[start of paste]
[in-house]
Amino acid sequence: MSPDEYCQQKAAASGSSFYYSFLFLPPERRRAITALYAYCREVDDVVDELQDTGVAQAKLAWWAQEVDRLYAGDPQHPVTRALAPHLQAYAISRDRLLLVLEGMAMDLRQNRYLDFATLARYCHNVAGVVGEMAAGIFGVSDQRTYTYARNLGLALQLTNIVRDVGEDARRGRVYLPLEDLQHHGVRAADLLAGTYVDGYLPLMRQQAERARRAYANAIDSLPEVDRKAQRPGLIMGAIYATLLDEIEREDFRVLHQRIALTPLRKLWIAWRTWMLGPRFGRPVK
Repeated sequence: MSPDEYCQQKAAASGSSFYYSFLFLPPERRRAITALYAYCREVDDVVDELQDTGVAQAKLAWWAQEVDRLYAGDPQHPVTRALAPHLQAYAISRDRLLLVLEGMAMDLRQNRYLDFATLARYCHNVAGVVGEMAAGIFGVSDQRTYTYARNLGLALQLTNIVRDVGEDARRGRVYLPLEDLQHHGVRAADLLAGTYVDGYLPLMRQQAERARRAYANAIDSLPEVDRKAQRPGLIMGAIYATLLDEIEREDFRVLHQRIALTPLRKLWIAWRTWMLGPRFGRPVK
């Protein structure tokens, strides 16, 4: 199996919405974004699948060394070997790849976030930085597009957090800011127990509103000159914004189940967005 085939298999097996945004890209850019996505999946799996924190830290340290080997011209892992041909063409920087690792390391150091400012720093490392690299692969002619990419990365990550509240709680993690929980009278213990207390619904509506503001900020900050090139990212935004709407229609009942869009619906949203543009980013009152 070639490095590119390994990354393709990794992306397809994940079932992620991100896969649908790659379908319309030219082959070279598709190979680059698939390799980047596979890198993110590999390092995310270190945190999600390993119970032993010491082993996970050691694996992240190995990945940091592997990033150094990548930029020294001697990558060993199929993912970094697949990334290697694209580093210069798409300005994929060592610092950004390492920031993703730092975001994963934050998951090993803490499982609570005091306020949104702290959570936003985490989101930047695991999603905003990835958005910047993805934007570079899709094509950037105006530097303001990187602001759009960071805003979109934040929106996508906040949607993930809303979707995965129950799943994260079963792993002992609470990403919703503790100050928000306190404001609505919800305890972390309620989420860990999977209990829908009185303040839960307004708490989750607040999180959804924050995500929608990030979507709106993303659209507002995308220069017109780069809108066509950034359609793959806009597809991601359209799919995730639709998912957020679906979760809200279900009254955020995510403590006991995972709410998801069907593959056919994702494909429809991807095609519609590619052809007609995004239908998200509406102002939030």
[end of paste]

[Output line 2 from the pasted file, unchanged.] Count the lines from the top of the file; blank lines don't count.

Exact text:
Amino acid sequence: MSPDEYCQQKAAASGSSFYYSFLFLPPERRRAITALYAYCREVDDVVDELQDTGVAQAKLAWWAQEVDRLYAGDPQHPVTRALAPHLQAYAISRDRLLLVLEGMAMDLRQNRYLDFATLARYCHNVAGVVGEMAAGIFGVSDQRTYTYARNLGLALQLTNIVRDVGEDARRGRVYLPLEDLQHHGVRAADLLAGTYVDGYLPLMRQQAERARRAYANAIDSLPEVDRKAQRPGLIMGAIYATLLDEIEREDFRVLHQRIALTPLRKLWIAWRTWMLGPRFGRPVK